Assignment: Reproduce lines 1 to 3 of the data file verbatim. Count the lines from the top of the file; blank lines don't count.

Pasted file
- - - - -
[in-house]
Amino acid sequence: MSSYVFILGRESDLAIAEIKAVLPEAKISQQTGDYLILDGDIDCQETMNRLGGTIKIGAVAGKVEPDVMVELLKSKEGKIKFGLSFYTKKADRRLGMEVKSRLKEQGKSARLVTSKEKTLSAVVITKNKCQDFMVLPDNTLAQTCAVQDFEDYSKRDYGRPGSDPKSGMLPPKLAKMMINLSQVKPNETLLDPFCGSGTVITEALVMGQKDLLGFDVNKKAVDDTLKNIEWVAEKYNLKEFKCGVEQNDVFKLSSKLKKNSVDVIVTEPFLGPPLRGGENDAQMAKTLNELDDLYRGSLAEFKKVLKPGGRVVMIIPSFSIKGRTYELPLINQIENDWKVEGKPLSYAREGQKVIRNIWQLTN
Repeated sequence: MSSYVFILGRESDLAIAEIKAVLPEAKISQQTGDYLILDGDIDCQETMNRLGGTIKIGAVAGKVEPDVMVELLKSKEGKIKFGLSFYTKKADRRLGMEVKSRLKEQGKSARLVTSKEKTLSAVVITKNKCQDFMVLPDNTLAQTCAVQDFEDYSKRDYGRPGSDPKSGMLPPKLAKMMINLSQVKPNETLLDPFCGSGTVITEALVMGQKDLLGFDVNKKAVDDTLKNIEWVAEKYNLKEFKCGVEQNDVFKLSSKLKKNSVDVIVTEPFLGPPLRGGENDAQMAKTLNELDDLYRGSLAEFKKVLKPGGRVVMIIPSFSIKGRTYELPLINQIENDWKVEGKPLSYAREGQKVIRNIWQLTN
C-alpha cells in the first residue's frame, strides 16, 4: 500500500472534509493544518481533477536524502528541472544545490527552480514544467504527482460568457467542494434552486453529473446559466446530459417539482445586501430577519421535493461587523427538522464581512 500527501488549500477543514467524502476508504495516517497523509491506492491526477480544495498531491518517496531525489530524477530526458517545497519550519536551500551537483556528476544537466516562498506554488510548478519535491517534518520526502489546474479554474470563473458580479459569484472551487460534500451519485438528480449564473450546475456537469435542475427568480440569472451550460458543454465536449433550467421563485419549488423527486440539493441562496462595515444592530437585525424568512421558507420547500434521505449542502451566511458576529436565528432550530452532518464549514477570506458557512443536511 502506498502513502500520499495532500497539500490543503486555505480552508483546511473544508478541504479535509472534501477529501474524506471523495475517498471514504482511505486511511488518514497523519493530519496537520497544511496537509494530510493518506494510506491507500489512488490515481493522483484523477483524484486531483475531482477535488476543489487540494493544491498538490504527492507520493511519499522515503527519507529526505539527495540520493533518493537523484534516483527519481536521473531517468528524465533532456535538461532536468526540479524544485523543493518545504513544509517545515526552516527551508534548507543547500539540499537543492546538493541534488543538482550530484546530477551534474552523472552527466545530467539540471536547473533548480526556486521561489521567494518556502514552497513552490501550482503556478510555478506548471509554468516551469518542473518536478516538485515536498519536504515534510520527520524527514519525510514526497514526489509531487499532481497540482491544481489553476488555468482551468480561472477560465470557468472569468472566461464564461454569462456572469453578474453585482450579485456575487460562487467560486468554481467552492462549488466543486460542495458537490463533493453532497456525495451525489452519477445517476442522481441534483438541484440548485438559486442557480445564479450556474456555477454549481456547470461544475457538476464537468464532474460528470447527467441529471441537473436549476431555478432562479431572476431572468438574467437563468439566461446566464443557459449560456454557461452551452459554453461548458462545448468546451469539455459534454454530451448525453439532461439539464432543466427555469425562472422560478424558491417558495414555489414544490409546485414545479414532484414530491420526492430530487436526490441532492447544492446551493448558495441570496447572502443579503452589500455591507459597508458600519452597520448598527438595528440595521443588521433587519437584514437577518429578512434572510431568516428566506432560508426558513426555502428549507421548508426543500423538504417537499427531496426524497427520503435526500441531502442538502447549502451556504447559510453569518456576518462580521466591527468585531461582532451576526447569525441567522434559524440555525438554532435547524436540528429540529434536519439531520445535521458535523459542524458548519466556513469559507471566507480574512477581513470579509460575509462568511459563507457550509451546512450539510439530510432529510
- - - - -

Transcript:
[in-house]
Amino acid sequence: MSSYVFILGRESDLAIAEIKAVLPEAKISQQTGDYLILDGDIDCQETMNRLGGTIKIGAVAGKVEPDVMVELLKSKEGKIKFGLSFYTKKADRRLGMEVKSRLKEQGKSARLVTSKEKTLSAVVITKNKCQDFMVLPDNTLAQTCAVQDFEDYSKRDYGRPGSDPKSGMLPPKLAKMMINLSQVKPNETLLDPFCGSGTVITEALVMGQKDLLGFDVNKKAVDDTLKNIEWVAEKYNLKEFKCGVEQNDVFKLSSKLKKNSVDVIVTEPFLGPPLRGGENDAQMAKTLNELDDLYRGSLAEFKKVLKPGGRVVMIIPSFSIKGRTYELPLINQIENDWKVEGKPLSYAREGQKVIRNIWQLTN
Repeated sequence: MSSYVFILGRESDLAIAEIKAVLPEAKISQQTGDYLILDGDIDCQETMNRLGGTIKIGAVAGKVEPDVMVELLKSKEGKIKFGLSFYTKKADRRLGMEVKSRLKEQGKSARLVTSKEKTLSAVVITKNKCQDFMVLPDNTLAQTCAVQDFEDYSKRDYGRPGSDPKSGMLPPKLAKMMINLSQVKPNETLLDPFCGSGTVITEALVMGQKDLLGFDVNKKAVDDTLKNIEWVAEKYNLKEFKCGVEQNDVFKLSSKLKKNSVDVIVTEPFLGPPLRGGENDAQMAKTLNELDDLYRGSLAEFKKVLKPGGRVVMIIPSFSIKGRTYELPLINQIENDWKVEGKPLSYAREGQKVIRNIWQLTN